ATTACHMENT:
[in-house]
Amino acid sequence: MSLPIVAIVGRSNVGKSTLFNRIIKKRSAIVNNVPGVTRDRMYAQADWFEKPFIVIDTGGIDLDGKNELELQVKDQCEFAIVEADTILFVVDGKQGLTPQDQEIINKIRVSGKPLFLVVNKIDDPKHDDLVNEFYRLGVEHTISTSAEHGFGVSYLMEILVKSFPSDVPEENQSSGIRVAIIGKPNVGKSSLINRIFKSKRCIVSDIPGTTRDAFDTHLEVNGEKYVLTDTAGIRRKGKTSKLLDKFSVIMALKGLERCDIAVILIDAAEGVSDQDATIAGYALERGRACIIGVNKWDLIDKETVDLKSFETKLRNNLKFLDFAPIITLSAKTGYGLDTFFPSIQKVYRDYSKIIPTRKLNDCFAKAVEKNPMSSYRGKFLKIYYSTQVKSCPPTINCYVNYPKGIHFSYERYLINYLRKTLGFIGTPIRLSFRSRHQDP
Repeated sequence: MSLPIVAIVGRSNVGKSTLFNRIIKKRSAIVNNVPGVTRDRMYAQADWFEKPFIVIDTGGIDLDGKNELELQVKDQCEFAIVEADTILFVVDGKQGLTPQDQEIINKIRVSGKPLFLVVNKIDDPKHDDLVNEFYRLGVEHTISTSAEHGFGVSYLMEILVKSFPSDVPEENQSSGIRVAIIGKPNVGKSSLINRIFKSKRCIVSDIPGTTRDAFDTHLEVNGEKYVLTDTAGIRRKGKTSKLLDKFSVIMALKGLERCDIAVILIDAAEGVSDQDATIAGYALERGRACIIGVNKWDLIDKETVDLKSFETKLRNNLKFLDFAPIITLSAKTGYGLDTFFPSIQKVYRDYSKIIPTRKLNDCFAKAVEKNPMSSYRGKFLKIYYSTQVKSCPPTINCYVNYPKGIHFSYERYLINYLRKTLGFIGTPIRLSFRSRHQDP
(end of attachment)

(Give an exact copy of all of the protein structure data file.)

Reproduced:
[in-house]
Amino acid sequence: MSLPIVAIVGRSNVGKSTLFNRIIKKRSAIVNNVPGVTRDRMYAQADWFEKPFIVIDTGGIDLDGKNELELQVKDQCEFAIVEADTILFVVDGKQGLTPQDQEIINKIRVSGKPLFLVVNKIDDPKHDDLVNEFYRLGVEHTISTSAEHGFGVSYLMEILVKSFPSDVPEENQSSGIRVAIIGKPNVGKSSLINRIFKSKRCIVSDIPGTTRDAFDTHLEVNGEKYVLTDTAGIRRKGKTSKLLDKFSVIMALKGLERCDIAVILIDAAEGVSDQDATIAGYALERGRACIIGVNKWDLIDKETVDLKSFETKLRNNLKFLDFAPIITLSAKTGYGLDTFFPSIQKVYRDYSKIIPTRKLNDCFAKAVEKNPMSSYRGKFLKIYYSTQVKSCPPTINCYVNYPKGIHFSYERYLINYLRKTLGFIGTPIRLSFRSRHQDP
Repeated sequence: MSLPIVAIVGRSNVGKSTLFNRIIKKRSAIVNNVPGVTRDRMYAQADWFEKPFIVIDTGGIDLDGKNELELQVKDQCEFAIVEADTILFVVDGKQGLTPQDQEIINKIRVSGKPLFLVVNKIDDPKHDDLVNEFYRLGVEHTISTSAEHGFGVSYLMEILVKSFPSDVPEENQSSGIRVAIIGKPNVGKSSLINRIFKSKRCIVSDIPGTTRDAFDTHLEVNGEKYVLTDTAGIRRKGKTSKLLDKFSVIMALKGLERCDIAVILIDAAEGVSDQDATIAGYALERGRACIIGVNKWDLIDKETVDLKSFETKLRNNLKFLDFAPIITLSAKTGYGLDTFFPSIQKVYRDYSKIIPTRKLNDCFAKAVEKNPMSSYRGKFLKIYYSTQVKSCPPTINCYVNYPKGIHFSYERYLINYLRKTLGFIGTPIRLSFRSRHQDP